With the wood in hand, the first step was to fashion the legs. I set the table saw to just over 2" and started ripping pieces of the walnut. The wood is cut in the mill to about 1" thick so my thought was that we could glue two pieces that were 2" wide to one another thus yielding a 2" x 2" cubed rod. Given the Peruvian Walnut has a pretty high hardness to it, I had to work the table saw very slowly, but the pieces came out nicely.

Once I had the pieces cut, we chose the sides that seemed better suited for binding. I poured a generous helping of LockTite wood glue all over both sides, spread the glue with a foam paintbrush, and then put the two pieces together. Proper wood clamps are expensive. Consequently, I only have 12 adjustable DeWalt wood clamps of varying sizes. Those alone probably cost around $500, but I digress. Given that the legs to this easel are each 5'10" (177.8cm) in length and I really wanted to ensure a proper join, I needed to use all 12 clamps per piece. This wasn't a problem, but just meant that I could realistically only build one leg per day.

With the clamps firmly in place, the glue is seeping out the sides.

One of the leg pieces after having dried overnight.

I let each of the pieces dry for a full 24 hours before starting the planing process. In retrospect, one of the boards I used should have been planed before gluing. It would have ensured there were absolutely no air gaps between the wood pieces, but for the time being I'm just going with it and will try to work out any gaps with a formulation of walnut sawdust and wood glue.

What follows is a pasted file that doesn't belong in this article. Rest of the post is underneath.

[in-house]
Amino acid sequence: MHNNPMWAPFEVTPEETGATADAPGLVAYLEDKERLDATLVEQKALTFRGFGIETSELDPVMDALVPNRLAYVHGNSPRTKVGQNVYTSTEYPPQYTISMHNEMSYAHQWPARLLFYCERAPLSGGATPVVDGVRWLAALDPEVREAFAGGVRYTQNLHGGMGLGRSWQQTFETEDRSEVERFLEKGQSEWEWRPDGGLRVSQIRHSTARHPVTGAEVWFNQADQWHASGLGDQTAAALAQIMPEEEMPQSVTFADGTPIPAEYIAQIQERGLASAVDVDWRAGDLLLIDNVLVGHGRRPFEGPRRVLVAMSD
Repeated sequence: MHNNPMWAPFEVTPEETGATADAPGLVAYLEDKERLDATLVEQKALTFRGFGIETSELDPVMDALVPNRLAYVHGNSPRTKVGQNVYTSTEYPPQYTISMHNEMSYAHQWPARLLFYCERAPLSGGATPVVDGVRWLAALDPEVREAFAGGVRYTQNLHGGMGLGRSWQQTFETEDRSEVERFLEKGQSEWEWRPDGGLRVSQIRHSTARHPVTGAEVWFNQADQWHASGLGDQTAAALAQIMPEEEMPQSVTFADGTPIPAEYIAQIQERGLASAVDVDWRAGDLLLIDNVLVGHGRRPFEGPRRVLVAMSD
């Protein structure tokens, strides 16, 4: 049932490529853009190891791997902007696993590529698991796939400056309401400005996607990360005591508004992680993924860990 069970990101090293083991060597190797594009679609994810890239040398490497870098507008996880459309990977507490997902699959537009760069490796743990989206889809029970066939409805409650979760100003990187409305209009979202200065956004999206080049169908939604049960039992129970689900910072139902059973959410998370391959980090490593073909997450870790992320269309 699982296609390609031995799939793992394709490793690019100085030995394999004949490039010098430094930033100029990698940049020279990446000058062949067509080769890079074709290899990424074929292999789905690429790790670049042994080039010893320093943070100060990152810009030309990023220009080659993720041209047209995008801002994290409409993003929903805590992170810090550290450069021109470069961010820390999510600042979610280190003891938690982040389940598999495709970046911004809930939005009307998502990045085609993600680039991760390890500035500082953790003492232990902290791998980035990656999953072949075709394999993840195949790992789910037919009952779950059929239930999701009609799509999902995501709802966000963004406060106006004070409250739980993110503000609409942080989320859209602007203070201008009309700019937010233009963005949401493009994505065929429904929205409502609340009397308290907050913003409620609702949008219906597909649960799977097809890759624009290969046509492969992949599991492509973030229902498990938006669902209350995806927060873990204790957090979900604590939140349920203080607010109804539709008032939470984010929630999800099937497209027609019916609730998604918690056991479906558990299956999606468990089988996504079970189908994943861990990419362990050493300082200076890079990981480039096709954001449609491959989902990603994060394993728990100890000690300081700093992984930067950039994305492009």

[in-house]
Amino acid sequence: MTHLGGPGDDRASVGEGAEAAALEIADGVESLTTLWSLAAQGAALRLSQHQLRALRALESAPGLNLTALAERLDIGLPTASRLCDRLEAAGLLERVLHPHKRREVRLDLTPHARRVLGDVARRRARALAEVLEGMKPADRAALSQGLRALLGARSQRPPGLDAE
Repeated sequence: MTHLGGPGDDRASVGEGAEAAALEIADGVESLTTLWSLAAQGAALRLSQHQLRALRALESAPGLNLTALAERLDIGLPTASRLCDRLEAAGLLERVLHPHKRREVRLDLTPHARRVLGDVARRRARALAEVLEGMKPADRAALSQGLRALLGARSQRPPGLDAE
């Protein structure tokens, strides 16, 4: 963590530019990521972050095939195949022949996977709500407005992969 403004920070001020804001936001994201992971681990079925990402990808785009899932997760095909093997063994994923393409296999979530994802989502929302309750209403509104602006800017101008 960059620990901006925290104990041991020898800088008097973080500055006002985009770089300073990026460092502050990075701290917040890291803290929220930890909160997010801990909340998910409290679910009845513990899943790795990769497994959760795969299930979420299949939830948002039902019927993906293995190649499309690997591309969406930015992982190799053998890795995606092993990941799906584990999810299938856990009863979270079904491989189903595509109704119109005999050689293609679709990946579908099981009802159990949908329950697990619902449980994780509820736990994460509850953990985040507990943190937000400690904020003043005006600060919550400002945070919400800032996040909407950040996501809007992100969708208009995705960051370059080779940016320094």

After the final pieces bonded together and sat overnight, I began the process of planing the wood down. The goal is for each of the legs to be 1 7/8" (47.5mm) squared by 5'10" (177.8cm). Given there are two pieces of walnut formulating each of the legs, I also wanted to ensure that the thickness of each piece is equal. This made the planing process slightly more involved as I had to keep measuring to the center line and taking sixteenth inch bits off at a time.

A pile of walnut shavings sitting next to my planer after thinning out two of the legs

The three legs having been planed down to 1 7/8" (47.5mm) each.

I'm planning on working in some inlays to the legs next before I process them further so I'll be working on some dado cuts next. Rachel has been following along so that she can pickup some of these woodworking tricks and said that she'll do the next phase of planing for me.

The three legs planed and waiting for the next steps

Opening Up a Fresh Durian
April 12th, 2022 | View Post
I've looked high and low for fresh durians in the US. But try as I have, I have never been able to find them. I see them frozen from time to time, I see them sold dried from time to time, but I never seem to find them in a fresh fruit rack. Until yesterday. There is a small Asian market in Asheville, NC that happens to sell them. They were $6.99 / pound and I found the smallest one I could. It still came out to over $40.00, but totally worth it.

Claire and I hosted a hot pot night at her house and so I saved the durian for a kind of pre-dessert dessert. There were many mixed feelings on it ranging from a gooey banana, to sweaty gym socks, to rotten fruit, to just a regular sweet smell. I personally find that it smells just like most other fruits and I thoroughly enjoyed it.

Stylish Bluebird House Plans
April 8th, 2022 | View Post